Top Tips by Alison Phipps (University of Sussex)

17352192_sAcademia is a wonderful profession, but being a PGR or ECR these days is tough. There are fewer jobs and the structures and demands are changing – great in terms of adding accountability to ‘old school’ models, but also creating a lot of pressure, especially for junior staff. I was an ECR in the mid-2000s and my experiences were pretty good – supportive colleagues, interesting students, fantastic city – but HE has really turned up the heat since then. I look at my junior colleagues and feel a combination of admiration at their achievements, and concern for their wellbeing. So here are my ten top tips to survive – and even thrive – in what can be a hothouse of an environment.

1. In terms of teaching, less can be more. Give your students lots of time and attention but don’t spoon-feed them – it will create unrealistic expectations and they will respect you less in the long run. Have the confidence to have expectations of them. Teaching is the most rewarding facet of academic life – even more so when you stop trying to please your students and concentrate on educating them.

researchcloud2. Make sure you have time for research. Academic jobs should balance teaching, admin and research, and junior colleagues often get overloaded with the former. If you have a supportive line manager, discuss your workload with them. If not, go utilitarian – ask them how they expect you to produce world-class research if you never get time to think. Enlist the help of supportive senior colleagues.

3. Ask for a mentor. There’s nothing more helpful than an experienced eye over your writing and career plans. It will also help you to network and give you a sense of security. Look for other training opportunities your institution provides – they might be useful and you could meet colleagues from other departments.

300_127154. Get into the habit of writing. If you’re still doing your Ph.D. you will need to be writing more often than not, and if you’ve just finished it you should be mining your thesis for publications before it goes off the boil. As a faculty member you will need to get used to writing in short bursts between doing other things – try the Pomodoro Technique. It’s amazing how much you can accomplish bit-by-bit.

5. Don’t take on too much. Be collegial but strategic in relation to your broader goals and your work/life balance. Although the current environment creates pressure to say ‘yes’ to every opportunity, remember that if you’re good at what you do another will come along. Don’t put your health in jeopardy – it’s not worth it. Look at the big picture.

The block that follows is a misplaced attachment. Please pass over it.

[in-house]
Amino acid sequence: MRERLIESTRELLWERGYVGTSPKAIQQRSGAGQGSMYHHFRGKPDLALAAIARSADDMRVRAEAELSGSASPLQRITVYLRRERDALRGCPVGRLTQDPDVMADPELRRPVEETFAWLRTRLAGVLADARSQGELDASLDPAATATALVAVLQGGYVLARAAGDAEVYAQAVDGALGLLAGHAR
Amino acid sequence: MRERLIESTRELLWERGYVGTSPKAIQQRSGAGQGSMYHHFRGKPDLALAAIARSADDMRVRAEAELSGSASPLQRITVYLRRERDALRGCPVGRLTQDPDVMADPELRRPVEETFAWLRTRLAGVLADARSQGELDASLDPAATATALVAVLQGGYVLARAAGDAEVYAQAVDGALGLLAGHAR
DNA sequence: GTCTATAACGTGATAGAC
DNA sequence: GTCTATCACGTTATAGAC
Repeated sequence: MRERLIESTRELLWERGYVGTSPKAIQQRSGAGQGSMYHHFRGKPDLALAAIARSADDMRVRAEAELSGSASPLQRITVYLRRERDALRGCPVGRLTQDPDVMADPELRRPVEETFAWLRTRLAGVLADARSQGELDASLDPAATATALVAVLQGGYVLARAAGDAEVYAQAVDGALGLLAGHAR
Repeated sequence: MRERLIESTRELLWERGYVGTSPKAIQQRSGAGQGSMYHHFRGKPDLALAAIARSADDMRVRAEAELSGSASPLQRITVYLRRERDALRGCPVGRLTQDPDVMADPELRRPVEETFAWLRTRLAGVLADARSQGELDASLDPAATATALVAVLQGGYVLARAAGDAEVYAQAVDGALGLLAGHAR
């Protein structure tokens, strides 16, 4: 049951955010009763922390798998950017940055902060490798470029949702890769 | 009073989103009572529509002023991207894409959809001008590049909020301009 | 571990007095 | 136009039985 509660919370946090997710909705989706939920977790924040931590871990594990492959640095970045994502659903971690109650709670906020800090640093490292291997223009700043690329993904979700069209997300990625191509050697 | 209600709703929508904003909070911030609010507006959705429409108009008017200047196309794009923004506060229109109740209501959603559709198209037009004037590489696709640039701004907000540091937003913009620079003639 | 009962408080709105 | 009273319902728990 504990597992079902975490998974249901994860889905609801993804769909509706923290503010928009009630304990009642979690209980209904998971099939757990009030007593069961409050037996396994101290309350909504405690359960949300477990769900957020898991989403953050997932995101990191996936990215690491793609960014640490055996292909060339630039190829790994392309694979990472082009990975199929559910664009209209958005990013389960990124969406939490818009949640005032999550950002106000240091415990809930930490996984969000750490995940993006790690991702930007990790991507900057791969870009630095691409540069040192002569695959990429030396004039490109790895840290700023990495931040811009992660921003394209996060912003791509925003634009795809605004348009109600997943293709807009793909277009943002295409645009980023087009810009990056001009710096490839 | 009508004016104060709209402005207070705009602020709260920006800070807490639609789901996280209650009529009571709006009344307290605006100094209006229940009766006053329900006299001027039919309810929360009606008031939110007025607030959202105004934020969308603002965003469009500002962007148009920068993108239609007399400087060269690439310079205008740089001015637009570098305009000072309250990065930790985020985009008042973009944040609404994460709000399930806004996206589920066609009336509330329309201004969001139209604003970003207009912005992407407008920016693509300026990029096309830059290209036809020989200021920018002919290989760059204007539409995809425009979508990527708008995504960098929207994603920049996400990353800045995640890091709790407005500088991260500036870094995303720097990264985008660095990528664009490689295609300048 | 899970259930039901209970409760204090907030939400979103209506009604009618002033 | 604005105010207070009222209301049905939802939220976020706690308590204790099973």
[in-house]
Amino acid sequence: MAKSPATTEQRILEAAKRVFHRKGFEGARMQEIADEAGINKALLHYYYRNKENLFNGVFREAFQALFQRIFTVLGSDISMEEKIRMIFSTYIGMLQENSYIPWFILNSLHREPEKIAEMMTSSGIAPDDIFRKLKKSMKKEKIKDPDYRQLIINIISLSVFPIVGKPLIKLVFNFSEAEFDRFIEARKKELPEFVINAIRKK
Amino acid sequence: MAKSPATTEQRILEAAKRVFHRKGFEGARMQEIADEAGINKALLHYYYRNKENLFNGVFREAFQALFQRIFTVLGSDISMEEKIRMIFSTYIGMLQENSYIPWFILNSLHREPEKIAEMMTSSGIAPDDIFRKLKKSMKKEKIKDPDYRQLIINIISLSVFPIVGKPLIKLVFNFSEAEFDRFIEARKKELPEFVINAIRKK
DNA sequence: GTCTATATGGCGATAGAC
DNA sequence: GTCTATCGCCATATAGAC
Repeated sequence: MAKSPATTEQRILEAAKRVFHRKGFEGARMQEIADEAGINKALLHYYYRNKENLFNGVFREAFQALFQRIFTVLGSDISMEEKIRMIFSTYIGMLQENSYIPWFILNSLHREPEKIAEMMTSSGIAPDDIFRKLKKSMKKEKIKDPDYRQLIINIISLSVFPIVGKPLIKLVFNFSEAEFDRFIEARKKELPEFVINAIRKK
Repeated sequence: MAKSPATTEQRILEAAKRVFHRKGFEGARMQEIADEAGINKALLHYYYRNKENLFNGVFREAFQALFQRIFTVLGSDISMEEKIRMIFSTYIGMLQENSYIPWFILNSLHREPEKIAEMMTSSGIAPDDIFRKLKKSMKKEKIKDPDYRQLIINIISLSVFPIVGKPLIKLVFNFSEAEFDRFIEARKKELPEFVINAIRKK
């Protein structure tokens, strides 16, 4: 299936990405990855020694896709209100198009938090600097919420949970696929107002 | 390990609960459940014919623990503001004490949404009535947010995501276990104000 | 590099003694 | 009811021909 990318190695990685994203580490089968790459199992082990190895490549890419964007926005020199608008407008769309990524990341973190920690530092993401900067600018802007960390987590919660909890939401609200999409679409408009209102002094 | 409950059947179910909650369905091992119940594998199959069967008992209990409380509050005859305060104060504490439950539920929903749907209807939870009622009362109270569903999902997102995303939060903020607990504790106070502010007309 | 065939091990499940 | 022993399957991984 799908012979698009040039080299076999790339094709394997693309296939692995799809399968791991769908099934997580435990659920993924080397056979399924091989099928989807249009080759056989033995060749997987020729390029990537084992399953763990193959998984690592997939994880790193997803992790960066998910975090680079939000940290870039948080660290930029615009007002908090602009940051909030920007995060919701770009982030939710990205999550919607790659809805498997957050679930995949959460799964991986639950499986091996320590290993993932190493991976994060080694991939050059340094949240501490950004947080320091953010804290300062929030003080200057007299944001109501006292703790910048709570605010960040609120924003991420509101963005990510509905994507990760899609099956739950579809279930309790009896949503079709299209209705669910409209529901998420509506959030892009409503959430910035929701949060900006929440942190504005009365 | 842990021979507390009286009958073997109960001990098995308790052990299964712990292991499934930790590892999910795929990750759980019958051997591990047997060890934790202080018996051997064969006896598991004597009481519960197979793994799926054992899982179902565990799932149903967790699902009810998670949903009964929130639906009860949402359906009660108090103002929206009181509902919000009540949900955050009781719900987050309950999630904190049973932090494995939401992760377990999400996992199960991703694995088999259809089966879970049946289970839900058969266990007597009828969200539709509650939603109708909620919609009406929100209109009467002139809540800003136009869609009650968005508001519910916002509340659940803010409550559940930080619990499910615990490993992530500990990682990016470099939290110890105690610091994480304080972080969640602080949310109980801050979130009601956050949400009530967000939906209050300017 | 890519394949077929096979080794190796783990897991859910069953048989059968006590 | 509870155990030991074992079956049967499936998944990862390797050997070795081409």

social_media16. Don’t see other junior colleagues as competition – they can be friends and potential collaborators if you let them. Academia can be a cut-throat world, especially for PGRs and ECRs – but you don’t have to carry those neoliberal structures and values into your working relationships. Refuse to play the game if it means pitting yourselves against each other.

7. Don’t check (or at least don’t answer) emails during evenings and weekends. It can create unrealistic expectations, especially for students (some of whom find it difficult to imagine their lecturers having a life), and wreaks havoc on your work/life balance.

8. Get a social life. Get to know people at work, but make sure you cultivate some interests and friends outside it. Academia can become all-consuming and we all tend to live inside our heads – do something sporty or creative to take the edge off. Don’t let your personal relationships stagnate.

Listen to Me Sign Person Tries to Get Attention in Crowd9. Develop a sense of humour. The prevailing managerial culture will drive you nuts if you can’t laugh at it. This doesn’t mean you shouldn’t stand up for yourself or get involved in institutional politics, but you should try and find a way of lightening the load. Who amongst your colleagues seems to be having fun at work? Knock on their door for a chat.

10. Join a union. Do it soon if you haven’t already.

Alison Phipps

Alison Phipps

Alison Phipps is Director of Gender Studies at the University of Sussex. She researches and writes on issues to do with the politics of women’s bodies: sexual violence, sex work and reproduction. You can find out more about Alison’s work on her academic profile, and you can also follow her on Twitter.

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2 Responses

  1. Nicky Priaulx says:

    Great tips for any researcher at any stage of career.

  2. Juliette3 says:

    Great tips, thanks!

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